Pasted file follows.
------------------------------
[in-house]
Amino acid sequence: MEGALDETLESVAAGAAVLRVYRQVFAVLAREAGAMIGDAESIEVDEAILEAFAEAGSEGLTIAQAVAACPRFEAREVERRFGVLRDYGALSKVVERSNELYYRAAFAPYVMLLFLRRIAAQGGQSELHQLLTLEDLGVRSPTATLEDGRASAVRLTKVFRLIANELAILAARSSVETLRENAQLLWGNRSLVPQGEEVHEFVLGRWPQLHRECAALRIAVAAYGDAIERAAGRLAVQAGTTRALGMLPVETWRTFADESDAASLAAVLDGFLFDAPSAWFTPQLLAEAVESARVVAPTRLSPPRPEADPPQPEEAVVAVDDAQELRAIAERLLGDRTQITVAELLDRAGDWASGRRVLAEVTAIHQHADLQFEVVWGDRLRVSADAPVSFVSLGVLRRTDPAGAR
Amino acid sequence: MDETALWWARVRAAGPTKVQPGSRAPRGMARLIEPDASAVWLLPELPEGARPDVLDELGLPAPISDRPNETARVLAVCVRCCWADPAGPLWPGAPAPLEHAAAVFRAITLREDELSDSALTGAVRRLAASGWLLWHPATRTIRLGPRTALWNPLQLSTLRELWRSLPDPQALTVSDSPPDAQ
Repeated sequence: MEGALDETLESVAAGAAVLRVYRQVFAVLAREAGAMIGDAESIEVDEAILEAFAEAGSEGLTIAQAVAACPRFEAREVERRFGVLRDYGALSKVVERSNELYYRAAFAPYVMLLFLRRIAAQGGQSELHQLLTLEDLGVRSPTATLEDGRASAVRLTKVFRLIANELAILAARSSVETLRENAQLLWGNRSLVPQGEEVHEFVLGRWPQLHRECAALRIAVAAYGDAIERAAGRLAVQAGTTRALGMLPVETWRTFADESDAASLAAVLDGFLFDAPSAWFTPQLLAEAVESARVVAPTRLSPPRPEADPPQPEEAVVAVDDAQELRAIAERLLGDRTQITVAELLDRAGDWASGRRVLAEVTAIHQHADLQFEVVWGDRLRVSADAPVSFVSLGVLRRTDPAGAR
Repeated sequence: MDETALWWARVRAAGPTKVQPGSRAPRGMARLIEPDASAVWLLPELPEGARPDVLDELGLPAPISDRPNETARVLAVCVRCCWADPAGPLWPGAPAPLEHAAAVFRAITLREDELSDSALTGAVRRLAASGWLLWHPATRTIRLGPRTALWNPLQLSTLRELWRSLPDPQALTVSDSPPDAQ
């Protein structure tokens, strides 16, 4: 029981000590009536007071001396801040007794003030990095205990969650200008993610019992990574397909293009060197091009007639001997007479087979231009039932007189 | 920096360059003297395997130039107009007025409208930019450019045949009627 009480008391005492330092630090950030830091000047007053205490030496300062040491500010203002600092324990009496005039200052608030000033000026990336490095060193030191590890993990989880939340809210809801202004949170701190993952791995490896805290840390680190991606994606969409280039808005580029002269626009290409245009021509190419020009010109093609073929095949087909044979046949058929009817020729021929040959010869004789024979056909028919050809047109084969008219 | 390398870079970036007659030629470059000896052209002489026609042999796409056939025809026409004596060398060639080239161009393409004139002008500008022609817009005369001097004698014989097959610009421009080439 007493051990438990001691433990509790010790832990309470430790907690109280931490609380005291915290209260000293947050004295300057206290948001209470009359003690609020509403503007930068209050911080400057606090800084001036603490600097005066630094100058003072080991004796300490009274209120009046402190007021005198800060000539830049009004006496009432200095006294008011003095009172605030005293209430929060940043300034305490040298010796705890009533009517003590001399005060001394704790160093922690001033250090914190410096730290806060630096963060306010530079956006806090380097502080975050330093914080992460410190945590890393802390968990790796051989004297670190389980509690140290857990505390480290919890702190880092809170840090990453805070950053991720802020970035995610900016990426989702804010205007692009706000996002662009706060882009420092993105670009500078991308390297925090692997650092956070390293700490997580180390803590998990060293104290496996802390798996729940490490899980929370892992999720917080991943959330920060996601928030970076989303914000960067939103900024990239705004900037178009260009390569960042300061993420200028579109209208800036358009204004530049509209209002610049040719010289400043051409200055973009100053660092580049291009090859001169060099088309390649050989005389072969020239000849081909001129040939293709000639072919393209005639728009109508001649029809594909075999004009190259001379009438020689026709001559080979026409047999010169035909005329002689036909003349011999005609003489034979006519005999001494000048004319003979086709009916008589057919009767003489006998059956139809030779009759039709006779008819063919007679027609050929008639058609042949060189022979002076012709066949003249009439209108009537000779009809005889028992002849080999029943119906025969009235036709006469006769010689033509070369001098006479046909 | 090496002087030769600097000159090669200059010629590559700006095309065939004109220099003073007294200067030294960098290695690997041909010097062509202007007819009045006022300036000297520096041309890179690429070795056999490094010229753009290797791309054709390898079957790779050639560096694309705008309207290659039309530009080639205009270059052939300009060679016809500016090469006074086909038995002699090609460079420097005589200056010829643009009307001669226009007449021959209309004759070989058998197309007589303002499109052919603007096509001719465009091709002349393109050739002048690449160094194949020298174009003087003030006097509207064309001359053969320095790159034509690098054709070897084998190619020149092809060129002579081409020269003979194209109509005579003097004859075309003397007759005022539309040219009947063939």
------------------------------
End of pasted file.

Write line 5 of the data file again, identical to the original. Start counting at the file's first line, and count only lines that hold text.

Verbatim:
Repeated sequence: MDETALWWARVRAAGPTKVQPGSRAPRGMARLIEPDASAVWLLPELPEGARPDVLDELGLPAPISDRPNETARVLAVCVRCCWADPAGPLWPGAPAPLEHAAAVFRAITLREDELSDSALTGAVRRLAASGWLLWHPATRTIRLGPRTALWNPLQLSTLRELWRSLPDPQALTVSDSPPDAQ